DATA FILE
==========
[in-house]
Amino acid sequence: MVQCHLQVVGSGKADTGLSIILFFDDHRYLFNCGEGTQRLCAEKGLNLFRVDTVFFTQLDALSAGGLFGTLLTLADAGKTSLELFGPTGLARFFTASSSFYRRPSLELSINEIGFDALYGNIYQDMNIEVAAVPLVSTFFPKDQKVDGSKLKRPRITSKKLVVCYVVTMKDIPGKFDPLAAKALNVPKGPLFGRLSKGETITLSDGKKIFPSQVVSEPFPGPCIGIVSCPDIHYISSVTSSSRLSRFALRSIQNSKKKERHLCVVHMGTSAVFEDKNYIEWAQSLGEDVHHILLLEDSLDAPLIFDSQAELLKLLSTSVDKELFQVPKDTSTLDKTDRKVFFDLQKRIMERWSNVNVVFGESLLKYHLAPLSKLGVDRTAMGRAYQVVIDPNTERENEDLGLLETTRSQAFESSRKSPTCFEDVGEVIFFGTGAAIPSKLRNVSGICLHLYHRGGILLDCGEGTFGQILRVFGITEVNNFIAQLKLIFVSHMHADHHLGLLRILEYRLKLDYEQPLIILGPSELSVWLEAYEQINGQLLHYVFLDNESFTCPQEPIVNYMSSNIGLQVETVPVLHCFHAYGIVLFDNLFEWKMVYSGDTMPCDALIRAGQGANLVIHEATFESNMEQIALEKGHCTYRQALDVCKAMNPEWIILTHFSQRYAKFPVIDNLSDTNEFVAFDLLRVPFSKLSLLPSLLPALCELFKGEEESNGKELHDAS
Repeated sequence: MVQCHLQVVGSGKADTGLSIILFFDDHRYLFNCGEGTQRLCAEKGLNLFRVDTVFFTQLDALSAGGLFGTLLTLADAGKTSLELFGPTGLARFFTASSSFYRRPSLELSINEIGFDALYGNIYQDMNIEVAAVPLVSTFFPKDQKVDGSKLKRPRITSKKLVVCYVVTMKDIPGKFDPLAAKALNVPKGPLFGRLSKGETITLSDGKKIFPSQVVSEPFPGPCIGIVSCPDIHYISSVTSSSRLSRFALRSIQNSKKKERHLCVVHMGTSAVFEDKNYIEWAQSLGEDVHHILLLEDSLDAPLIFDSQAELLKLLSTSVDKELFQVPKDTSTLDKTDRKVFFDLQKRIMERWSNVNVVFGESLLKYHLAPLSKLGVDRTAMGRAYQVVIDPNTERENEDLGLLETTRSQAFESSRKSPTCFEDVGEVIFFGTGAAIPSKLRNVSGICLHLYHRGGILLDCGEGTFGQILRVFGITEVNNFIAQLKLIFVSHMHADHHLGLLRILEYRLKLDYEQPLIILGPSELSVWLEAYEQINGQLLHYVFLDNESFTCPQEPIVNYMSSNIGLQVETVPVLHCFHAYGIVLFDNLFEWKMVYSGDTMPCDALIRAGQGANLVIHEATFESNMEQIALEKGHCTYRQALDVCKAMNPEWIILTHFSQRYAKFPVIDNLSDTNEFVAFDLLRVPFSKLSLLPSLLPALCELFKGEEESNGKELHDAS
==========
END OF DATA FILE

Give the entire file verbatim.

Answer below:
[in-house]
Amino acid sequence: MVQCHLQVVGSGKADTGLSIILFFDDHRYLFNCGEGTQRLCAEKGLNLFRVDTVFFTQLDALSAGGLFGTLLTLADAGKTSLELFGPTGLARFFTASSSFYRRPSLELSINEIGFDALYGNIYQDMNIEVAAVPLVSTFFPKDQKVDGSKLKRPRITSKKLVVCYVVTMKDIPGKFDPLAAKALNVPKGPLFGRLSKGETITLSDGKKIFPSQVVSEPFPGPCIGIVSCPDIHYISSVTSSSRLSRFALRSIQNSKKKERHLCVVHMGTSAVFEDKNYIEWAQSLGEDVHHILLLEDSLDAPLIFDSQAELLKLLSTSVDKELFQVPKDTSTLDKTDRKVFFDLQKRIMERWSNVNVVFGESLLKYHLAPLSKLGVDRTAMGRAYQVVIDPNTERENEDLGLLETTRSQAFESSRKSPTCFEDVGEVIFFGTGAAIPSKLRNVSGICLHLYHRGGILLDCGEGTFGQILRVFGITEVNNFIAQLKLIFVSHMHADHHLGLLRILEYRLKLDYEQPLIILGPSELSVWLEAYEQINGQLLHYVFLDNESFTCPQEPIVNYMSSNIGLQVETVPVLHCFHAYGIVLFDNLFEWKMVYSGDTMPCDALIRAGQGANLVIHEATFESNMEQIALEKGHCTYRQALDVCKAMNPEWIILTHFSQRYAKFPVIDNLSDTNEFVAFDLLRVPFSKLSLLPSLLPALCELFKGEEESNGKELHDAS
Repeated sequence: MVQCHLQVVGSGKADTGLSIILFFDDHRYLFNCGEGTQRLCAEKGLNLFRVDTVFFTQLDALSAGGLFGTLLTLADAGKTSLELFGPTGLARFFTASSSFYRRPSLELSINEIGFDALYGNIYQDMNIEVAAVPLVSTFFPKDQKVDGSKLKRPRITSKKLVVCYVVTMKDIPGKFDPLAAKALNVPKGPLFGRLSKGETITLSDGKKIFPSQVVSEPFPGPCIGIVSCPDIHYISSVTSSSRLSRFALRSIQNSKKKERHLCVVHMGTSAVFEDKNYIEWAQSLGEDVHHILLLEDSLDAPLIFDSQAELLKLLSTSVDKELFQVPKDTSTLDKTDRKVFFDLQKRIMERWSNVNVVFGESLLKYHLAPLSKLGVDRTAMGRAYQVVIDPNTERENEDLGLLETTRSQAFESSRKSPTCFEDVGEVIFFGTGAAIPSKLRNVSGICLHLYHRGGILLDCGEGTFGQILRVFGITEVNNFIAQLKLIFVSHMHADHHLGLLRILEYRLKLDYEQPLIILGPSELSVWLEAYEQINGQLLHYVFLDNESFTCPQEPIVNYMSSNIGLQVETVPVLHCFHAYGIVLFDNLFEWKMVYSGDTMPCDALIRAGQGANLVIHEATFESNMEQIALEKGHCTYRQALDVCKAMNPEWIILTHFSQRYAKFPVIDNLSDTNEFVAFDLLRVPFSKLSLLPSLLPALCELFKGEEESNGKELHDAS